Kentucky Lists BlackRock, JPMorgan Chase for Divestment Over ‘Ideological’ Energy Boycott

Kentucky Lists BlackRock, JPMorgan Chase for Divestment Over ‘Ideological’ Energy Boycott
The BlackRock logo outside of its offices in New York on Jan. 18, 2012. (Shannon Stapleton/Reuters)
Bill Pan

The State of Kentucky on Tuesday released a list of 11 financial companies that included BlackRock and JPMorgan Chase, warning that they are at risk of divestment because of their ideologically driven boycott of the fossil fuel industry.

“When companies boycott fossil fuels, they intentionally choke off the lifeblood of capital to Kentucky’s signature industries,” Kentucky State Treasurer Allison Ball said in a statement, noting that 143,994 jobs or 7.8 percent of the state’s overall employment are tied to the traditional energy sector.

“Traditional energy sources fuel our Kentucky economy, provide much needed jobs, and warm our homes. Kentucky must not allow our signature industries to be irreparably damaged based upon the ideological whims of a select few,” she added.

Under a state law enacted in April 2022, Kentucky’s treasurer must publish each year a list of financial companies that engaged in the “energy company boycott.” The law requires state government entities to report their holdings in the listed companies with the treasurer within 30 days of the list’s publication, whiling giving the companies 90 days to cease boycotting energy companies in order to avoid divestment.

Leading 2022’s list was BlackRock, the world’s largest investment manager and leading advocate of “stakeholder capitalism” and “environmental, social, and governance” (ESG) investment practices. The other 10 financial institutions included on the list were BNP Paribas, Citigroup, Climate First Bank, Danske Bank, HSBC, JPMorgan Chase & Co., Nordea Bank, Schroders, Svenska Handelsbanken and Swedbank.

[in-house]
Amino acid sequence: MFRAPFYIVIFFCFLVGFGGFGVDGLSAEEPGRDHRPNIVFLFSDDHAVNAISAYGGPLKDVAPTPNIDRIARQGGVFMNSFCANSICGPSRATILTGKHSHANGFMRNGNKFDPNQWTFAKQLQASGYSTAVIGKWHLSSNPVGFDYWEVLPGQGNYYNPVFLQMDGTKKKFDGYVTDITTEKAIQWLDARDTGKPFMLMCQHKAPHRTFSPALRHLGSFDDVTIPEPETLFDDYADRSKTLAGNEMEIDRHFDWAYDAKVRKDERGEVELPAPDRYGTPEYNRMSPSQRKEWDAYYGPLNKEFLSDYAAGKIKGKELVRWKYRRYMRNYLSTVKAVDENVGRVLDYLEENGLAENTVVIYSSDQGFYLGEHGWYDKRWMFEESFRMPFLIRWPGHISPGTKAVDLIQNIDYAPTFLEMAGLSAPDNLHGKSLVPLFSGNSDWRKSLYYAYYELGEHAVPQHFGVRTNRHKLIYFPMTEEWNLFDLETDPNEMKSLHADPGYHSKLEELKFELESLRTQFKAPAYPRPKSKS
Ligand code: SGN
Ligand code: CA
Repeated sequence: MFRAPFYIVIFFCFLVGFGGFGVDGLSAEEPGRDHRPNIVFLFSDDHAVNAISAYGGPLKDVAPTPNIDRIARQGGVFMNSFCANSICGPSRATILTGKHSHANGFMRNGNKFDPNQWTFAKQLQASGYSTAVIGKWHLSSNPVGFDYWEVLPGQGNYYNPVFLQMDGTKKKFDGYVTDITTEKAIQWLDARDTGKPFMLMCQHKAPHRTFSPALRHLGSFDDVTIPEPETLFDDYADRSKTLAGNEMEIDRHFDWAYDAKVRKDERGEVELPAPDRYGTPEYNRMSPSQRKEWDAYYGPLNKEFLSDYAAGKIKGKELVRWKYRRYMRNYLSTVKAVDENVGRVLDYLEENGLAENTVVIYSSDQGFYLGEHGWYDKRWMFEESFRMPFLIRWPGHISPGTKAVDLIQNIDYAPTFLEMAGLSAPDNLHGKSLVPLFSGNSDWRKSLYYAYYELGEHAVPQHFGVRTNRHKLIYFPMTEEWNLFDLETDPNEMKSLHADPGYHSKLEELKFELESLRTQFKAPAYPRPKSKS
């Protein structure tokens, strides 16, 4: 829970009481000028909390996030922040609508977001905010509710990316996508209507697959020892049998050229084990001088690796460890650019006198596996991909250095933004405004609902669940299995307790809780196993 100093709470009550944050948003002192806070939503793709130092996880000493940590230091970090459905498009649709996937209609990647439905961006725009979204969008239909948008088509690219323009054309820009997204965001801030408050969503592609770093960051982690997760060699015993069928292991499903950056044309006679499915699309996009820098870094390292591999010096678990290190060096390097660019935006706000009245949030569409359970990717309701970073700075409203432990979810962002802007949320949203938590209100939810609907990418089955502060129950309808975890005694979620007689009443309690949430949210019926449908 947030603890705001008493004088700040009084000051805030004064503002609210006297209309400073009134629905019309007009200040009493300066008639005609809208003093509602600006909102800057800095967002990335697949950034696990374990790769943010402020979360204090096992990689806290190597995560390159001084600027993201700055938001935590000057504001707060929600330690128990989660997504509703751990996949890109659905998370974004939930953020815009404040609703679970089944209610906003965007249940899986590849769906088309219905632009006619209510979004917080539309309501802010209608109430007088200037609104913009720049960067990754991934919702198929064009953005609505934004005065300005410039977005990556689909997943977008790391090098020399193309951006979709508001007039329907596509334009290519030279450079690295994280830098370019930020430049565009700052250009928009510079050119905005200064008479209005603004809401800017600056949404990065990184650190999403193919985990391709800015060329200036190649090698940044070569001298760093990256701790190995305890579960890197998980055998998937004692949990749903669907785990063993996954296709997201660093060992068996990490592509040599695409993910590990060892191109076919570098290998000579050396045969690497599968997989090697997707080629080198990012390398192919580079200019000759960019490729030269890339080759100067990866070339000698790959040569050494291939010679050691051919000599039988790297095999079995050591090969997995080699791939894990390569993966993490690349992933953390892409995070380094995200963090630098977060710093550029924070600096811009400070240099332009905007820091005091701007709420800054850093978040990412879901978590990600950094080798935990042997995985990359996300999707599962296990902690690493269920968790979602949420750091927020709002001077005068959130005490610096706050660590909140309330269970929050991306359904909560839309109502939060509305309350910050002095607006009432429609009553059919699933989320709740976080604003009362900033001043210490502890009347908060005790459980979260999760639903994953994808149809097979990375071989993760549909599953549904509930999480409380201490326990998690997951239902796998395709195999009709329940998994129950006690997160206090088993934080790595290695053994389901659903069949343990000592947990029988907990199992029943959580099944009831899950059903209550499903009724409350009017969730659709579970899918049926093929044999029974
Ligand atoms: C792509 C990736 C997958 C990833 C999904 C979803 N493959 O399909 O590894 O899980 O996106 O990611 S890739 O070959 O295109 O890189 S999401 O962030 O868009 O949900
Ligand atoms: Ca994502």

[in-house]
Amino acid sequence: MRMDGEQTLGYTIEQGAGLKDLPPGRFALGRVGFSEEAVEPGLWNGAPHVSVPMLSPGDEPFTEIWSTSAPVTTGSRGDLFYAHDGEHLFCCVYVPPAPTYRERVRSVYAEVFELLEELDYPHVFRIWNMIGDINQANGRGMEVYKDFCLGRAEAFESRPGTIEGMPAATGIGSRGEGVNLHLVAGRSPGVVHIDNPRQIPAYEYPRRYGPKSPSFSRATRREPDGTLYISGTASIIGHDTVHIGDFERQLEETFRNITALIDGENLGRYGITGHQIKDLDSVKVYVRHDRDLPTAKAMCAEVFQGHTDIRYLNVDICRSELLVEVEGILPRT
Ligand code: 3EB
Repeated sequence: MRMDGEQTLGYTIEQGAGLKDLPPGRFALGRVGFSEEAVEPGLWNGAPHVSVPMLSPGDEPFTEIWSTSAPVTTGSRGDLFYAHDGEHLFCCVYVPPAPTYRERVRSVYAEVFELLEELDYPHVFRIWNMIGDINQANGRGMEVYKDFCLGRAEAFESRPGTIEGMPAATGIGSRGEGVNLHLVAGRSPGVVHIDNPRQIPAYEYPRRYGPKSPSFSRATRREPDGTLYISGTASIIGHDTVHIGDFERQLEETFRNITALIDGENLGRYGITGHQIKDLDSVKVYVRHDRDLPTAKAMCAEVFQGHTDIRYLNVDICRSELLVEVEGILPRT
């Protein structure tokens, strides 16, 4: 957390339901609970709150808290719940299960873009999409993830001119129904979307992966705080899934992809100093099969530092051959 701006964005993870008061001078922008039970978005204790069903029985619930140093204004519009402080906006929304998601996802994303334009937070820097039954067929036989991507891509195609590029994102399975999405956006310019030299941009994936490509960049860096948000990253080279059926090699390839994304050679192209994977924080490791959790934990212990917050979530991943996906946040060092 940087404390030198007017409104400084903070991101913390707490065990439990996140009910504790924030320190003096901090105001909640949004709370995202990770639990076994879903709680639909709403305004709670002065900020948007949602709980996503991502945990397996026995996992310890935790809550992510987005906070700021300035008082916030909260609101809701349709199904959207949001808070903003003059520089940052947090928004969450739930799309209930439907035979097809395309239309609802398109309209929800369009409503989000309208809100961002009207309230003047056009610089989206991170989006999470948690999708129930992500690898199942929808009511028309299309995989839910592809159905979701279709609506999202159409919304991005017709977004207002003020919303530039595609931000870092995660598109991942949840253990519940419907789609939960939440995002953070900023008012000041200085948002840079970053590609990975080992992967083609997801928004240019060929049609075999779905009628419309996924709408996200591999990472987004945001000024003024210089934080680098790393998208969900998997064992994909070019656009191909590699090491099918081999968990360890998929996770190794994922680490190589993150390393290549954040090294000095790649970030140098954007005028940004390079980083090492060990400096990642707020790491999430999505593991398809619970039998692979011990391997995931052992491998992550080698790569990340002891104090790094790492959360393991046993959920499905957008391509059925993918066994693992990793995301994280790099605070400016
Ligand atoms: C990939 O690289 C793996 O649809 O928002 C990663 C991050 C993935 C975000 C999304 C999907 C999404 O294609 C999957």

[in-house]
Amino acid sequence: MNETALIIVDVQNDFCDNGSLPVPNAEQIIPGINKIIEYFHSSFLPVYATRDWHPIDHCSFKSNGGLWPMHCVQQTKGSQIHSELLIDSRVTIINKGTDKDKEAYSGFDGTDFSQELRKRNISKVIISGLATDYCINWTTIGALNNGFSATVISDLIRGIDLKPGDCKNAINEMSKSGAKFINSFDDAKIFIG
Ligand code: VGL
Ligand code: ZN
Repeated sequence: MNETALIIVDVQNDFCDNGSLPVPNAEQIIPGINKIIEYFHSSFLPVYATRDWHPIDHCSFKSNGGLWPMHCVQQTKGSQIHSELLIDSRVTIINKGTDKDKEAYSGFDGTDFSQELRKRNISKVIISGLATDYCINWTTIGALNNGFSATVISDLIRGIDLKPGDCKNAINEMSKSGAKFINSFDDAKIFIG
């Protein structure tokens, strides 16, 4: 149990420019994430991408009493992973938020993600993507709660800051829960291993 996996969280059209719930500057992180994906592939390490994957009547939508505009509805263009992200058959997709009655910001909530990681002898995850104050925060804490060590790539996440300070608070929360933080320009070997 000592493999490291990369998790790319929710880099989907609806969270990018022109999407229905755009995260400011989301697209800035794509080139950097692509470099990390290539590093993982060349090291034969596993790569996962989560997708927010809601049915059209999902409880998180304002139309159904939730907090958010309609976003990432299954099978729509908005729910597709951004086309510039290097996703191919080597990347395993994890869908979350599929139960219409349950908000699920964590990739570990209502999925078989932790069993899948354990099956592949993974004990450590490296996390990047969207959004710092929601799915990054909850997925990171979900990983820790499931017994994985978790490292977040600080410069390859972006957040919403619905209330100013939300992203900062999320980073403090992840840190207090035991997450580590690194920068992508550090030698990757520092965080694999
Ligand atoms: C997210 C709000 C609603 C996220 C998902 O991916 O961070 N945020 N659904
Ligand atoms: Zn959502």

In response to Kentucky’s action, BlackRock claimed that its “only agenda is delivering the best financial results for our clients.”

“On behalf of our clients, we have invested approximately $276 billion in energy companies globally,” the New York-headquartered multinational firm said in a statement. “BlackRock does not boycott energy companies and will continue to be investors across the energy sector.”

ESG Deemed Inconsistent with Kentucky Law

Tuesday’s announcement comes after Kentucky Attorney General Daniel Cameron, in response to a question from Ball’s office, said in a legal opinion that those who are entrusted with Kentucky tax payers’ pension money should not embrace “stakeholder capitalism” or ESG practices.
“What [stakeholder capitalism] means in reality is that investment management firms who embrace stakeholder capitalism propose prioritizing activist goals over the interests of their public and state employee clients,” Cameron explained in the May 2022 opinion (pdf), adding that ESG is but a means to achieve this version of “capitalism.”

“Investment management firms have publicly committed to coordinating joint action for ESG purposes, such as reducing climate change,” Cameron continued. He further noted that these purposes, regardless of whether they have any actual benefit, are irrelevant to the sole lawful duty for those who manage Kentucky people’s money.

“Fiduciaries must have a single-minded purpose in the returns on their beneficiaries’ investments,” he wrote. “To do otherwise risks breaching clearly established statutory and contractual fiduciary duties and threatens the stability of already fragile pension systems.”

By the end of 2022, six states—Florida, Missouri, Louisiana, South Carolina, Texas, and West Virginia—announced that they are divesting state pension funds from BlackRock, citing disagreement with the “stakeholder capitalism” and ESG agenda. Some other states, notably Nebraska and Kentucky, are expected to join them.

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